Reading and Adjusting a Nikon D7000’s Exposure Meter
To help you determine whether the exposure settings on your Nikon D7000 are on cue in M (manual) exposure mode, the camera displays an exposure meter in the viewfinder and Information display. The meter is the little linear graphic, and you can see a close-up look at how it looks in the viewfinder. To activate the meter displays, just press the shutter button halfway and then release it.
The minus-sign end of the meter represents underexposure; the plus sign, overexposure. So if the little notches on the meter fall to the right of 0, the image will be underexposed. If the indicator moves to the left of 0, the image will be overexposed. The farther the indicator moves toward the plus or minus sign, the greater the potential problem. When the meter shows a balanced exposure, you’re good to go.
In the other exposure modes, the meter appears if the camera anticipates an exposure problem. The word Lo at the end of the meter tells you that the photo may be seriously underexposed; the word Hi indicates severe overexposure. In dim lighting, you may also see a blinking flash symbol. It’s a not-so-subtle suggestion to add some light to the scene. (You can disable the flash alert through the Flash Warning option on the Custom Setting menu if you like.)
Keep in mind, too, that the meter’s suggestion on exposure may not always be the one you want to follow. For example, you may want to shoot a backlit subject in silhouette, in which case you want that subject to be underexposed. In other words, the meter is a guide, not a dictator. In addition, remember that the exposure information the meter reports is based on the exposure metering mode, which determines which part of the frame the camera considers when calculating exposure. At the default setting, exposure is based on the entire frame, but you can select two other metering modes.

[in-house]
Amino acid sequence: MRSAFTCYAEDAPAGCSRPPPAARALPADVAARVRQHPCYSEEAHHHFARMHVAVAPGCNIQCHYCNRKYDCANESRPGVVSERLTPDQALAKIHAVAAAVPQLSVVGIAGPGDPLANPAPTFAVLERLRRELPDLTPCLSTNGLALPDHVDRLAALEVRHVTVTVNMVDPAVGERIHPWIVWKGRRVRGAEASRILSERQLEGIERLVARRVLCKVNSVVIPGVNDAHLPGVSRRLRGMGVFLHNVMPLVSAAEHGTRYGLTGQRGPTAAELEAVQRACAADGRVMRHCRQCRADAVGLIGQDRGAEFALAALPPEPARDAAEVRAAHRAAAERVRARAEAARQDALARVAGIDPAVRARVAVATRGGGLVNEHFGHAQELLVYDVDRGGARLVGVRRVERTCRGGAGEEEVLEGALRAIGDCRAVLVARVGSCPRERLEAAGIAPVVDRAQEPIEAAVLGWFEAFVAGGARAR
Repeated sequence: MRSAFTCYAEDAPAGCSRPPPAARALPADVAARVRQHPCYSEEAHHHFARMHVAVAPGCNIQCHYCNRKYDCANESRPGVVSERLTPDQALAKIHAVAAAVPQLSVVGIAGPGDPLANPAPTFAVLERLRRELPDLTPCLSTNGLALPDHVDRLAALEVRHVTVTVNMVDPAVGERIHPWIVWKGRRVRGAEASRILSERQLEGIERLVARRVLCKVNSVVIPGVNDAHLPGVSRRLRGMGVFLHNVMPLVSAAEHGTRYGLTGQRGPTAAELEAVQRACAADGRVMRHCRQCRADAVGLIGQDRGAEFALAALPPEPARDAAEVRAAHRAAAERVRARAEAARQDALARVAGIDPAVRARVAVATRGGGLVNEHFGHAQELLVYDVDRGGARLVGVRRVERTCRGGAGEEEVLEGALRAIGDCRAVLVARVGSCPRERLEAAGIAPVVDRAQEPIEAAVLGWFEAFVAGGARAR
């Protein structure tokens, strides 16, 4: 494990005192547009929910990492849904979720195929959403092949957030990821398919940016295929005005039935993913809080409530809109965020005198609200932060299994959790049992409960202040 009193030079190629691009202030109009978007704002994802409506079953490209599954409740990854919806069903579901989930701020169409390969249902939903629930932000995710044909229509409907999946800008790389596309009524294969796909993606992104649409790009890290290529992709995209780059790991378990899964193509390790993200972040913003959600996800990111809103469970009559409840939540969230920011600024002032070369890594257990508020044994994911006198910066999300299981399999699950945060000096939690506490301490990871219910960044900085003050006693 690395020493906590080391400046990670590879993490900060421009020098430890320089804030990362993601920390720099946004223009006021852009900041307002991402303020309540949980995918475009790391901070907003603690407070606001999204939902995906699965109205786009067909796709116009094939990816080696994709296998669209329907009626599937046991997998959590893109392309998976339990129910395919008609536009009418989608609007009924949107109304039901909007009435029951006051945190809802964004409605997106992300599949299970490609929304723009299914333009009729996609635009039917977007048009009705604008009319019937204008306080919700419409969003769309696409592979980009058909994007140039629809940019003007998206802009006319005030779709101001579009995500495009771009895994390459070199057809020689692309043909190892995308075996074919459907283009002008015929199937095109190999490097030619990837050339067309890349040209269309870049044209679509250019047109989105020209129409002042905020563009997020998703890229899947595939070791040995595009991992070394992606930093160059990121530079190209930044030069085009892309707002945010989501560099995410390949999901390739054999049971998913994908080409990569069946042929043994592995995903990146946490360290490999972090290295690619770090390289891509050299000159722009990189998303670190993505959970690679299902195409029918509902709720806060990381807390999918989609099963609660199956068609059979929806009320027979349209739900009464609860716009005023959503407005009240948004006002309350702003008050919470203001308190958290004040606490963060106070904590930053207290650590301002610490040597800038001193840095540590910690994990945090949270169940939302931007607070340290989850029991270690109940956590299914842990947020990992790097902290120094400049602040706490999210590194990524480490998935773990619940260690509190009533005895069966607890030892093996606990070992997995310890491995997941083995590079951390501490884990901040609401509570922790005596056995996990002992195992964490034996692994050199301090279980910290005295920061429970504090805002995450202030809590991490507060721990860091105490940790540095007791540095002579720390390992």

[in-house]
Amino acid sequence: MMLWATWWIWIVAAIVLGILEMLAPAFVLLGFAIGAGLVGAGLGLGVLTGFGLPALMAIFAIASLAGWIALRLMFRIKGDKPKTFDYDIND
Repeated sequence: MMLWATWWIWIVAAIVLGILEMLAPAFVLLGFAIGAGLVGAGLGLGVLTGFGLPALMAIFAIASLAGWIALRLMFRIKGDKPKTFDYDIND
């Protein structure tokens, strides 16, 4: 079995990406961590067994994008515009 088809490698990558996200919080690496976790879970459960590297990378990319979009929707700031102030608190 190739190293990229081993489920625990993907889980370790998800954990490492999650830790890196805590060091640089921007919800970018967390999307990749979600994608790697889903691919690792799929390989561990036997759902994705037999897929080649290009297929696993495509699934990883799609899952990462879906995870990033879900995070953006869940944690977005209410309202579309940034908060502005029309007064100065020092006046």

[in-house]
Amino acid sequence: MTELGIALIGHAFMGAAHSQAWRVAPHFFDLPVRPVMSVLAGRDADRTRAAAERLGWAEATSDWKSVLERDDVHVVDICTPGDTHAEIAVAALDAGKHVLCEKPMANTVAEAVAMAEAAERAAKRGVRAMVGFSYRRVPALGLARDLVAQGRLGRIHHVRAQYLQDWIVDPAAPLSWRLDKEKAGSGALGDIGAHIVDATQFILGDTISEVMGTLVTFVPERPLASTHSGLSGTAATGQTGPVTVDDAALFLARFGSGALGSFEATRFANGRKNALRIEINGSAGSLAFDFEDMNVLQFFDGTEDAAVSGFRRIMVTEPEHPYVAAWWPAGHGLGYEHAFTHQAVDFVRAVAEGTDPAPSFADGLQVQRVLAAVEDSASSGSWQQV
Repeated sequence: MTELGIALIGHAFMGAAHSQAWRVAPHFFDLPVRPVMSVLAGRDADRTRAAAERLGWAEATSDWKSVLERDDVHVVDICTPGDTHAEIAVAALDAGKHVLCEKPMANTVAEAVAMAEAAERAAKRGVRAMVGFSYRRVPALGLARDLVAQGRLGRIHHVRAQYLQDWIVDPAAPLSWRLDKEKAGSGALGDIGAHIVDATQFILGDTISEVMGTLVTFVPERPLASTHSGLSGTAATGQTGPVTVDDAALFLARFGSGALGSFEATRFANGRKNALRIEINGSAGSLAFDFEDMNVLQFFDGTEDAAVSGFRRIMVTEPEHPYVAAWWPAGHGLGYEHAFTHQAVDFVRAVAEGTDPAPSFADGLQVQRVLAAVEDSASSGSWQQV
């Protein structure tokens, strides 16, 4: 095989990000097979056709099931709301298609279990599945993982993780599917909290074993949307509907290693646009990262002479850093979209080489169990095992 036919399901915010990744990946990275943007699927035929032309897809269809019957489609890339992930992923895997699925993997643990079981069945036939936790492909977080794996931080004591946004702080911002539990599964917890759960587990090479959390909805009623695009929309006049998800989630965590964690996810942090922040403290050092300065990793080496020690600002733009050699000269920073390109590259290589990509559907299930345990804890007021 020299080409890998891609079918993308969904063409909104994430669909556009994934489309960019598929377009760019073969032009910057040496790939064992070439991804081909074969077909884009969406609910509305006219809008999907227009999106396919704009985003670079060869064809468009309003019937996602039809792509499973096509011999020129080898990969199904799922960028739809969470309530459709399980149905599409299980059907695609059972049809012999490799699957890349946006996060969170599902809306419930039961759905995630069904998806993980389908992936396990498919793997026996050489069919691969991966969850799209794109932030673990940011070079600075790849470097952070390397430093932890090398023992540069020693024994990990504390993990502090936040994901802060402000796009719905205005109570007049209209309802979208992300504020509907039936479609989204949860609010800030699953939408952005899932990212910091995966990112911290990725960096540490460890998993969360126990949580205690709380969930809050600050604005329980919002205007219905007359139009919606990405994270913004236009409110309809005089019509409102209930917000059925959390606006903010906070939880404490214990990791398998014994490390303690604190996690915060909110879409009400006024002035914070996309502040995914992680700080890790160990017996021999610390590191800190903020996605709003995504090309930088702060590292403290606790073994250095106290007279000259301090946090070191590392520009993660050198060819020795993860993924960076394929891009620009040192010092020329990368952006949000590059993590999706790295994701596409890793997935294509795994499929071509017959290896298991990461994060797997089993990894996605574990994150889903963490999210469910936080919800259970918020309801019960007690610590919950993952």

If you’re so inclined, you can customize the meter in the following ways:
Adjust the meter shutoff timing. The meter turns on anytime you press the shutter button halfway. But then it turns off automatically if you don’t press the button again for a period of time. You can adjust the shut-off timing through the Auto Meter-Off Delay option, found on the Timers/AE Lock submenu of the Custom Setting menu. Choices range from 4 seconds to 30 minutes. You can also disable the auto meter shutdown by choosing the No Limit option, but remember that the metering system uses battery power, so keeping it active for long periods of time on a regular basis isn’t a good move.
Reverse the meter orientation. For photographers used to a camera that orients the meter with the positive (overexposure) side appearing on the right and the negative (underexposure) side on the left, the D7000 offers the option to flip the meter to that design. This option also lies on the Custom Setting menu, but on the Controls submenu. Look for the Reverse Indicators option.